Getting to Australia Like a Champ
Australia is far away. So far, in fact, that if you are in Sydney and you look at the moon, it looks completely upside-down to American eyes. A 15-hour flight to the other side of the world should not, however, deter an ambitious traveler from making the trip down under. After all, the aforementioned New South Wales is but a small part of an entire continent teeming with travel opportunities.
Flying to Australia in Air New Zealand’s business premier class takes that 15 hours and turns it into an experience akin to a five-star hotel. The crafty layout ensures that your roomy seating area feels extremely private, and features include a fully reclining seat, adjustable lower lumbar support and an ottoman. The flight starts with wine pairings that accompany an innovative three-course meal, and then you can drift off to sleep watching one of hundreds of movies and television shows offered via their in-flight entertainment. Air New Zealand’s lie-flat beds come with memory foam mattress, duvet and pillows. You wake up rested after eight hours of sleep and enjoy an omelet, fresh fruit and a craft coffee. By the time you catch another movie, you’re on the ground and your adventure down under can begin.
MORE SANDY GETAWAYS
Clearwater Beach, Florida
Clearwater is truly the people’s beach – two and a half miles of public access with plenty of beach chairs and umbrellas available, ample public restrooms and outdoor showers topped with happy turtle sculptures.
The white, sugar-fine sand is a big attraction celebrated with the Sugar Sand Festival every April, a blowout featuring professional sand sculptors, entertainment and more. Speaking of festivities, there’s a big Chalk Art Festival (October 19-21 this year) and locals wait eagerly for stone crab season to open in mid-October. Several local restaurants celebrate with street parties.
The Sunset Festival at Pier 60 happens every night – depending on the weather. From two hours before to two hours after sunset, this part of the beach rocks with live entertainment, crafters, street performers and, on Friday and Saturday nights, the Sunset Cinema.
Clearwater Beach takes its main attraction seriously. The beach is groomed 365 days a year and life guards are on duty year-round, while vendors provide equipment and services to enjoy every aspect of water fun. Clearwater Beach is consistently listed as one of the nation’s best beaches, and there’s plenty of off-the-beach activity.
Rosemary Beach, Florida
The ultimate in upscale, this planned community is the destination for those who love luxury and seek privacy. Everything in the community is a quick bike ride away – except, currently, a grocery store. Rentals include full-scale houses or carriage houses, or stay in the boutique hotel. Town Center has a cool collection of shops and a variety of restaurants from super casual to sophisticated. And there are four pools on the property plus a racquet club, fitness center, spa and salon.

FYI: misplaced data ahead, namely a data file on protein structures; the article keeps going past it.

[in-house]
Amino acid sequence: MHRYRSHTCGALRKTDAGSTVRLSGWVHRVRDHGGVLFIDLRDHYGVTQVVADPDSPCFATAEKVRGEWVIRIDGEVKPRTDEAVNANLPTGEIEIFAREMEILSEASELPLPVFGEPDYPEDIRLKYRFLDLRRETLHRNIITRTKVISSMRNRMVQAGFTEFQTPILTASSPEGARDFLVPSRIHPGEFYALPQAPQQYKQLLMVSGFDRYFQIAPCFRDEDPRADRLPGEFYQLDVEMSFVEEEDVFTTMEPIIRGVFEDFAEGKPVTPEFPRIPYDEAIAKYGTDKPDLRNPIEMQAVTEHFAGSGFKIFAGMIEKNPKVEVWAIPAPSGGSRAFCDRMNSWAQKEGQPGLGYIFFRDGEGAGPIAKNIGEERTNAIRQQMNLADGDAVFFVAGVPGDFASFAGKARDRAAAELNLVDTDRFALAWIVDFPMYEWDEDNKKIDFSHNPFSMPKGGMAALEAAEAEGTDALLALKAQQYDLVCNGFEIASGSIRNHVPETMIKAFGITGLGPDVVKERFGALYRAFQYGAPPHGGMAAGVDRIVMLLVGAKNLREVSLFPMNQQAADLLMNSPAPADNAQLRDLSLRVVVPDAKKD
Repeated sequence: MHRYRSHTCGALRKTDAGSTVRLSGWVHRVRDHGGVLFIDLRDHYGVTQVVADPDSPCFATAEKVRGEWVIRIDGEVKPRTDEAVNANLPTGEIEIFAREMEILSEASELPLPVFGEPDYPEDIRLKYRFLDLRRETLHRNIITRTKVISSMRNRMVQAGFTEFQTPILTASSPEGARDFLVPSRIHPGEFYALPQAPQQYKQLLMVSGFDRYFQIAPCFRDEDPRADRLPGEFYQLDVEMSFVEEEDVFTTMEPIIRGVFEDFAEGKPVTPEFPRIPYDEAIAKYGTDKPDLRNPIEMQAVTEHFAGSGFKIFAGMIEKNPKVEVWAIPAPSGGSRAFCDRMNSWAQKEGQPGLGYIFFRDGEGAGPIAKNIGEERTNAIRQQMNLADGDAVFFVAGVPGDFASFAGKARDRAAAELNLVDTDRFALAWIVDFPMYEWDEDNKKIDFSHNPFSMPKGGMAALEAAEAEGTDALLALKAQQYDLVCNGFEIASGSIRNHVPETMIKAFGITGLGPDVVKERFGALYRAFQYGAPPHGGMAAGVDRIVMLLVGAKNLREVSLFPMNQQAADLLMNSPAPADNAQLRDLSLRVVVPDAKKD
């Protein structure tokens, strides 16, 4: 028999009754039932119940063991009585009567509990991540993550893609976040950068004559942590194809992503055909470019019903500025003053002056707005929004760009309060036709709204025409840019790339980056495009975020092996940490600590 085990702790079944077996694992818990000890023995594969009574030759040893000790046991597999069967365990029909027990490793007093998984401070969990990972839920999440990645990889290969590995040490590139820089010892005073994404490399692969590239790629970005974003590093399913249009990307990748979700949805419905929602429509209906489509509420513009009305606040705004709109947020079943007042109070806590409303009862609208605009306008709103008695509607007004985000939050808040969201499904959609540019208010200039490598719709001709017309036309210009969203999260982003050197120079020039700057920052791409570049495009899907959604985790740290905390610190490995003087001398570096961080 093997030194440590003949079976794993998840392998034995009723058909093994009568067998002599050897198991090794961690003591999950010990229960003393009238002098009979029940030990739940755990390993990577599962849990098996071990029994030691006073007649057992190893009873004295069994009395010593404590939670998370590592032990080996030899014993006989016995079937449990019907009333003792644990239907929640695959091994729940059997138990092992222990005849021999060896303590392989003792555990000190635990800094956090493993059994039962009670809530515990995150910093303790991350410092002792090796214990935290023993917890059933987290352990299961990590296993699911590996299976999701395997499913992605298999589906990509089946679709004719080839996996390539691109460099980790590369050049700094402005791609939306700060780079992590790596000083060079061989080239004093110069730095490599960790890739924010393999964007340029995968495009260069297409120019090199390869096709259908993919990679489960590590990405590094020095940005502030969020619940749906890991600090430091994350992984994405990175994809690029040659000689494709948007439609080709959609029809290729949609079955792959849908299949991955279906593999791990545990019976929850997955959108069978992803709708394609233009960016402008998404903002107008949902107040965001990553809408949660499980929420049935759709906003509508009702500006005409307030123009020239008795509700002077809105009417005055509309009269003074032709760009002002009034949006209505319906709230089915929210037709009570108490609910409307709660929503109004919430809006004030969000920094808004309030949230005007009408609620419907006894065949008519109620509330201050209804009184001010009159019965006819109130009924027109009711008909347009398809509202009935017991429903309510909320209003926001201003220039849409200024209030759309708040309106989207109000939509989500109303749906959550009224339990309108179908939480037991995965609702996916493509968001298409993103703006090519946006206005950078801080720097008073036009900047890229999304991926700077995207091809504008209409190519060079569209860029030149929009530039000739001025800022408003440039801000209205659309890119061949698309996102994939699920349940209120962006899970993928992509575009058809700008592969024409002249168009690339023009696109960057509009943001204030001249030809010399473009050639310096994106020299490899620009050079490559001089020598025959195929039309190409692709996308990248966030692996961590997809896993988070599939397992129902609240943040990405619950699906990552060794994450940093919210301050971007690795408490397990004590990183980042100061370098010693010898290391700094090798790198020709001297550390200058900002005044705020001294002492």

Beachfront properties are the most expensive, but all properties are handy to the shore. This part of Florida is called “The Emerald Coast” for the gorgeous blue, turquoise and greens of the waters – the contrast even more striking against the powdery, white sand.
Rosemary Beach was designed by Duany Plater-Zyberk and Company, the same designers responsible for Oklahoma’s luxury lake community, Carlton Landing.
South Padre Island, Texas
South Padre is a beach with benefits. Start with 34 miles of beach and an average 253 days of sunshine per year. Water activities abound – fishing, boating, swimming, sea kayaking, wave-running, wind-surfing, parasailing … the list goes on. As a barrier island, guests get two types of water, from the Gulf and the Laguna Madre.
This is a crowded beach with ample high-rises, but lots of other choices for accommodation from luxury properties, retro motels, modern chains and housing rentals. For romantics, a sunset dinner cruise on the Southern Wave sailing catamaran is a real treat. Families will enjoy a Breakaway Dolphin Watch Eco Cruise. Thrill-seekers head for Schlitterbahn Water Park. For nature lovers, Sea Turtle, Inc., a rescue and rehab facility, and the SPI Birding and Nature Center are musts.
At 748 miles away, South Padre is one of the closest popular beach spots for Oklahomans seeking sea and sun.
Gulf Shores/Orange Beach, Alabama
If variety is the spice of life, this stretch of Alabama coast is full of palatable pleasures. Water activities are prime, but there are attractions for history buffs and nature lovers, too.
The main parts of the beach are lined with all sorts of accommodations. If your trip is later this year, check out the soon-to-open Lodge at Gulf Shores State Park – a much more secluded setting.
Seafood is big here, naturally, with a number of new restaurants featuring innovative chefs. Festivals such as the National Shrimp Festival (October 11-14) and Hangout Oyster Cook-off and Craft Beer Weekend (November 2-3) highlight local favorite foods.
For sight-seeing, check out Fort Morgan, then take a ferry to Fort Gaines. They’re home to lots of history, but are most associated with the Battle of Mobile Bay and Admiral Farragut’s command, “Damn the torpedos! Full speed ahead!”
Check out the 28 miles of trails and nine ecosystems at Gulf State Park. Then, for real relaxation, head back to the beach and the lullaby of lapping waves.